It only introduces this path as the main drive for Toshiro and immediately drops it as he begins to topple baddies with his “Assassination-jutsu.” Credit where credit is due: a few moments of inspiration elevate One-Percent Warrior from its underwritten and shoddily-developed character attributes, and they all involve the innovative fighting style Sakaguchi and Yudai put forward. While some of its action scenes leave little to be desired in the cinematography department, with an FPV drone shootout feeling more artificial than cinematically exhilarating (Lokesh Kanagaraj’s Leo trumps this scene any day), two key setpieces bring life and energy to this otherwise dull meta-actioner. 

One of them sees Toshiro battle an army of guards with a simple flashlight, precisely blinding them enough to bring them down easily (without killing them). The choreography is excitingly kinetic and tactile and feels like a breath of fresh air for the action genre. What’s more impressive is how Yudai uses light and shadows to guide Toshiro in the environment, as he only uses the flashlight when he has to neutralize the guards before bringing them down. Everything about the sequence screams Jackie Chan, who frequently improvises within the environment he works with by using innocuous objects to neutralize or even kill his opponents. 

Another is the film’s centerpiece duel, where Toshiro uses his “Assassination-jutsu” technique against an antagonist who also knows them, with fast-moving one-on-one combat suddenly slowing down as the assailant gives a ‘wave’ punch to Toshiro, who then retaliates with what looks to be a light slap on the face, only to reveal massive scratches on it. It flows with an incredible sense of style and pace and hammers home the central message of any great action film that action is emotion.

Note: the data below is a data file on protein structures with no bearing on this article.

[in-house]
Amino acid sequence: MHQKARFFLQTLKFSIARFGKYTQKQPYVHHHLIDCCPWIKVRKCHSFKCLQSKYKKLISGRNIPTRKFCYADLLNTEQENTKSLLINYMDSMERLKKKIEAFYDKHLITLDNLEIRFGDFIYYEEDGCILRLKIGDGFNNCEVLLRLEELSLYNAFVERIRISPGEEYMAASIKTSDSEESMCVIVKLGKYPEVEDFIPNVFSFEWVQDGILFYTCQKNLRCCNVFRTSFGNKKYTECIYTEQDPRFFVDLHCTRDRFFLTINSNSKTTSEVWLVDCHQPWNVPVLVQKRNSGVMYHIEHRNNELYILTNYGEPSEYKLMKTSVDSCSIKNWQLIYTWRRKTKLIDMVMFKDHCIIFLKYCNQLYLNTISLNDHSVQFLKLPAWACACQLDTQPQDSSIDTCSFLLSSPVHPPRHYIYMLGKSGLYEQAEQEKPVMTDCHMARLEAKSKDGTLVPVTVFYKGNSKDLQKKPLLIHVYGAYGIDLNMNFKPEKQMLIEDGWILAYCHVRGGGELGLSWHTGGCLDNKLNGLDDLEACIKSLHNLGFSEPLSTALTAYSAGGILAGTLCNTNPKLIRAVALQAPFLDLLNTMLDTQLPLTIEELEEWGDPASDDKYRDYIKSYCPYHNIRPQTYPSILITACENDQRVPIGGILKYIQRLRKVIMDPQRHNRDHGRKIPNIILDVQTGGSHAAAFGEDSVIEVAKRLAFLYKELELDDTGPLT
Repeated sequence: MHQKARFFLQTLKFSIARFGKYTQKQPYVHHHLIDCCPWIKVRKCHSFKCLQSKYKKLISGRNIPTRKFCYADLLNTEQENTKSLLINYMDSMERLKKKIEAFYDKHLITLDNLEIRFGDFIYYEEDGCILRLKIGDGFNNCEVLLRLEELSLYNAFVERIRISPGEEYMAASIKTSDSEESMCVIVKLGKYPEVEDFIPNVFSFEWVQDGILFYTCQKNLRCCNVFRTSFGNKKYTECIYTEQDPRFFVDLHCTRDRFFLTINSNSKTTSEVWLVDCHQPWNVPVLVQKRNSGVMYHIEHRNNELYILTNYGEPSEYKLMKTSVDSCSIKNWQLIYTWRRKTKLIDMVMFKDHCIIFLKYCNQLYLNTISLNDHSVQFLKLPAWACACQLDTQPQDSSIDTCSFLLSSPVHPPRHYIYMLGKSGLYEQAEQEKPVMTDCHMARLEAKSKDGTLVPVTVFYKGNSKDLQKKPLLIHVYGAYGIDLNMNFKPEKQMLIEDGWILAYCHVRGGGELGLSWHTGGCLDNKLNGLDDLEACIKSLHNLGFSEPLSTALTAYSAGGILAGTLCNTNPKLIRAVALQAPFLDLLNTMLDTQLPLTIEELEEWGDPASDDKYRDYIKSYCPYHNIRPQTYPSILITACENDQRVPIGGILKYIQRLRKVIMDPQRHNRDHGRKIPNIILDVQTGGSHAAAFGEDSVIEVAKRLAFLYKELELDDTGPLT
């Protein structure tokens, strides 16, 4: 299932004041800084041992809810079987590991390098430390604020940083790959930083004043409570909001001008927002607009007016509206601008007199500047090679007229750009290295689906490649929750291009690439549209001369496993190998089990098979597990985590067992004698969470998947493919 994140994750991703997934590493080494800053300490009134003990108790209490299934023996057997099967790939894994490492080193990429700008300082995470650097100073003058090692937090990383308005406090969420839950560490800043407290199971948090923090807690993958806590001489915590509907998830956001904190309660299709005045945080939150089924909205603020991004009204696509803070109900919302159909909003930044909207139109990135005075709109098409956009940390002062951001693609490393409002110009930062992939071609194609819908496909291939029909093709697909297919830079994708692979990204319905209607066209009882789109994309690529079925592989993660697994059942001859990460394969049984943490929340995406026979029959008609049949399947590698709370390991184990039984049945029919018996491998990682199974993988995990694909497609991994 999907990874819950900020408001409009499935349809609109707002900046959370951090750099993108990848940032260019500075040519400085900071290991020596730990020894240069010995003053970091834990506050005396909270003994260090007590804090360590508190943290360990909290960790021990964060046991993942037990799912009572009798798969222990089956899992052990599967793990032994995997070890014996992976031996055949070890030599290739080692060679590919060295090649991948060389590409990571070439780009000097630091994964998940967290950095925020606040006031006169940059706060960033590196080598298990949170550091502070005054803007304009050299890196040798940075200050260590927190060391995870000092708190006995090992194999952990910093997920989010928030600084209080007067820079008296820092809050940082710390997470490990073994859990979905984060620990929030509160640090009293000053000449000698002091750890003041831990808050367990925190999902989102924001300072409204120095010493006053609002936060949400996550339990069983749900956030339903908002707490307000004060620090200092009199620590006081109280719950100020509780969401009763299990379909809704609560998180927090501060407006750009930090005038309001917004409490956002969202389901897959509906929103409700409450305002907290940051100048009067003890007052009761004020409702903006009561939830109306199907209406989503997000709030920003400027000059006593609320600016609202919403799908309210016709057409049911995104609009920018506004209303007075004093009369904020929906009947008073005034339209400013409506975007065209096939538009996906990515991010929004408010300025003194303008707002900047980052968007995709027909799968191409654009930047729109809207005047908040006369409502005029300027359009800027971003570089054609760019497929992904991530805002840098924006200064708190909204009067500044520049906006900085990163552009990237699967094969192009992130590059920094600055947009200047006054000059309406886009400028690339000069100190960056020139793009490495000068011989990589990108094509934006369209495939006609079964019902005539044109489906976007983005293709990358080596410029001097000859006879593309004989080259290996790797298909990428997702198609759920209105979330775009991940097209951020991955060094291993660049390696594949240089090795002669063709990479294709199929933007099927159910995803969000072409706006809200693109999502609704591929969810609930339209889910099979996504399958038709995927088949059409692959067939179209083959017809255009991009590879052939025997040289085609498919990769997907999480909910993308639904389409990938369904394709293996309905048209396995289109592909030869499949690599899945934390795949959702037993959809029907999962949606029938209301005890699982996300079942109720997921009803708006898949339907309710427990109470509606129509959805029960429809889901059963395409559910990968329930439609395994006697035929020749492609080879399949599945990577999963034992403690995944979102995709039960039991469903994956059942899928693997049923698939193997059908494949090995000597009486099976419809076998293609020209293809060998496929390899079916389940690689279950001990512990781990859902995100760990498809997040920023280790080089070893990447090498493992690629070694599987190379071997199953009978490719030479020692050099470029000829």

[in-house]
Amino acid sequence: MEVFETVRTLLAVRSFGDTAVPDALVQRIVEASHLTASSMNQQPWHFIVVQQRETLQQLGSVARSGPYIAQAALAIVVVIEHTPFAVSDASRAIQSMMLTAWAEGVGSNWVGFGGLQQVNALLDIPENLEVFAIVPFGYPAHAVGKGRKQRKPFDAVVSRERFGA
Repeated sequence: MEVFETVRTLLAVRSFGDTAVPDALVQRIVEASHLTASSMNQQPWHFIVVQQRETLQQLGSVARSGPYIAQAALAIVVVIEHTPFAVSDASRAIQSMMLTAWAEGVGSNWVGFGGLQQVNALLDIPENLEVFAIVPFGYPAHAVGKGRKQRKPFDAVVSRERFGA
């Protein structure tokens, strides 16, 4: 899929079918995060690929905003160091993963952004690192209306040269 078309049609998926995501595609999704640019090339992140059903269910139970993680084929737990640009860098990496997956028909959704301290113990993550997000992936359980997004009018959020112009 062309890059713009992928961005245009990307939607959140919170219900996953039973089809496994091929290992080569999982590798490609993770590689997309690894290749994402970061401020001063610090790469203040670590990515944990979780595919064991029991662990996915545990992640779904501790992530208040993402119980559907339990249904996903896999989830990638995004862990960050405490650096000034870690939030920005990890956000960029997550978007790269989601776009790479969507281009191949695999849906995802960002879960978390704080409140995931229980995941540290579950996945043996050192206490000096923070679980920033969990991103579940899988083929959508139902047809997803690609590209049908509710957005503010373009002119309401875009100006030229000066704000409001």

There’s nothing more cathartic and artistically intricate than a perfectly choreographed and shot-action sequence. While most fight scenes in One-Percent Warrior leave little to be desired, the two centerpiece fights showcase just how incredible an action scene can be when you have artisans behind the camera who understand the cinematic powers of the genre, whether it should be a ‘dance’ or ‘100% real.’ Does it ultimately matter? Not really, especially if what’s on-screen shocks the senses. 

A plot twist hampers the tension in the film

Unfortunately, one of the stupidest Fight Club-esque plot twists I’ve seen recently hampered the masterfully built tension in its duel. No plot decision made earlier in the film warrants it, nor does it make what came before more cerebral – it only hampers the minimal character development Yudai brought to the table and makes Toshiro a far less interesting character than he already was.

In the early stages of One-Percent Warrior, the desire to save innocent people just so his film can be financed is wild, but it also makes for a fascinating basis for a gripping character study. But Yudai quickly goes nowhere with that basis and instead would rather blow the mind of its audience with a twist that isn’t necessary and makes its more dazzling sequences less exciting than they were. As a result, One-Percent Warrior will not be remembered as a great example of modern J-action cinema. Its choreographies are terrific, but they would be much better served in a superior film with a far less problematic actor leading it.

One-Percent Warrior is now available to stream.